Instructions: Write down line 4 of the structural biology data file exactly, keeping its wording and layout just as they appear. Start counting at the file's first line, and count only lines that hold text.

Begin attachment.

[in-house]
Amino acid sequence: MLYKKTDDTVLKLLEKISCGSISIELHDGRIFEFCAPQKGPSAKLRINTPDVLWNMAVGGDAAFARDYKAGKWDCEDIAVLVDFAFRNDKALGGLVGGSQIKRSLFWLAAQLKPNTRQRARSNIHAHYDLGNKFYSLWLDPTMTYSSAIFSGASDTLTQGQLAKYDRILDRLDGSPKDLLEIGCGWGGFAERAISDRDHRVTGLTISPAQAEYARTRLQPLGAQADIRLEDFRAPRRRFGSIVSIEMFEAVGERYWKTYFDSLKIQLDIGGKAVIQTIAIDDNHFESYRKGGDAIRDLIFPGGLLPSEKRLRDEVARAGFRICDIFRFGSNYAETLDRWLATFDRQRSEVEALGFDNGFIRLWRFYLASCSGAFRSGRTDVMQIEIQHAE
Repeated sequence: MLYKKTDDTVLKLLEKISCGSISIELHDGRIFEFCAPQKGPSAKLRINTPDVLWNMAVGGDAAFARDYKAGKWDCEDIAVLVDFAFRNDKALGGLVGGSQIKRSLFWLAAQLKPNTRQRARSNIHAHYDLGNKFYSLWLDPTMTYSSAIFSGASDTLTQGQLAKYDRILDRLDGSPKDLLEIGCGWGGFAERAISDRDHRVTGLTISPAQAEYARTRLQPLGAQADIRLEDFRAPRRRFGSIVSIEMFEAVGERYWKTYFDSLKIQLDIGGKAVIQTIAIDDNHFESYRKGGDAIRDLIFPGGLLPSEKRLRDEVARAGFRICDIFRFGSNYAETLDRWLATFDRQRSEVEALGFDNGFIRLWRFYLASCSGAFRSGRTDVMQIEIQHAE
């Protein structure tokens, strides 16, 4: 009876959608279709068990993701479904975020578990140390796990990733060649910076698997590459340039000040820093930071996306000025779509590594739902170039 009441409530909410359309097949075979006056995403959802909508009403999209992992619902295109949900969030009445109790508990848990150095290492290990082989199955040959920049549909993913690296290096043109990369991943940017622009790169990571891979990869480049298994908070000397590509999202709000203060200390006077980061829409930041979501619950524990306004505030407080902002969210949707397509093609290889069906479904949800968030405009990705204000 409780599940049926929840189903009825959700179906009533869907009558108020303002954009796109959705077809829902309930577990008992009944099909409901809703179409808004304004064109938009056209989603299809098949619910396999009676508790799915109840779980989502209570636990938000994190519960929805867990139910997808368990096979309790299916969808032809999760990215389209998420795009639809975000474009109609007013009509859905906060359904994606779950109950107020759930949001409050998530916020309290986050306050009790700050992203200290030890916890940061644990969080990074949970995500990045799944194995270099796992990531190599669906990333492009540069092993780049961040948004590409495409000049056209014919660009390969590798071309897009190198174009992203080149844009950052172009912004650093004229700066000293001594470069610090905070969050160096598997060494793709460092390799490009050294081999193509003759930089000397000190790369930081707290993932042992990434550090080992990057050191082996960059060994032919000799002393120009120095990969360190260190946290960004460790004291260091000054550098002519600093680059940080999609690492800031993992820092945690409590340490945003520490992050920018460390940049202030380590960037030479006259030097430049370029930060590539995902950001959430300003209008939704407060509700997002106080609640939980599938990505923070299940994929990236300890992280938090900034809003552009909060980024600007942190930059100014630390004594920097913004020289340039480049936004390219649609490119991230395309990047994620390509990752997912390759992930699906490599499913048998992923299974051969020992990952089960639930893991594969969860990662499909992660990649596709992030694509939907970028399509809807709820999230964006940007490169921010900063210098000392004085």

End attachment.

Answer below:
């Protein structure tokens, strides 16, 4: 009876959608279709068990993701479904975020578990140390796990990733060649910076698997590459340039000040820093930071996306000025779509590594739902170039 009441409530909410359309097949075979006056995403959802909508009403999209992992619902295109949900969030009445109790508990848990150095290492290990082989199955040959920049549909993913690296290096043109990369991943940017622009790169990571891979990869480049298994908070000397590509999202709000203060200390006077980061829409930041979501619950524990306004505030407080902002969210949707397509093609290889069906479904949800968030405009990705204000 409780599940049926929840189903009825959700179906009533869907009558108020303002954009796109959705077809829902309930577990008992009944099909409901809703179409808004304004064109938009056209989603299809098949619910396999009676508790799915109840779980989502209570636990938000994190519960929805867990139910997808368990096979309790299916969808032809999760990215389209998420795009639809975000474009109609007013009509859905906060359904994606779950109950107020759930949001409050998530916020309290986050306050009790700050992203200290030890916890940061644990969080990074949970995500990045799944194995270099796992990531190599669906990333492009540069092993780049961040948004590409495409000049056209014919660009390969590798071309897009190198174009992203080149844009950052172009912004650093004229700066000293001594470069610090905070969050160096598997060494793709460092390799490009050294081999193509003759930089000397000190790369930081707290993932042992990434550090080992990057050191082996960059060994032919000799002393120009120095990969360190260190946290960004460790004291260091000054550098002519600093680059940080999609690492800031993992820092945690409590340490945003520490992050920018460390940049202030380590960037030479006259030097430049370029930060590539995902950001959430300003209008939704407060509700997002106080609640939980599938990505923070299940994929990236300890992280938090900034809003552009909060980024600007942190930059100014630390004594920097913004020289340039480049936004390219649609490119991230395309990047994620390509990752997912390759992930699906490599499913048998992923299974051969020992990952089960639930893991594969969860990662499909992660990649596709992030694509939907970028399509809807709820999230964006940007490169921010900063210098000392004085």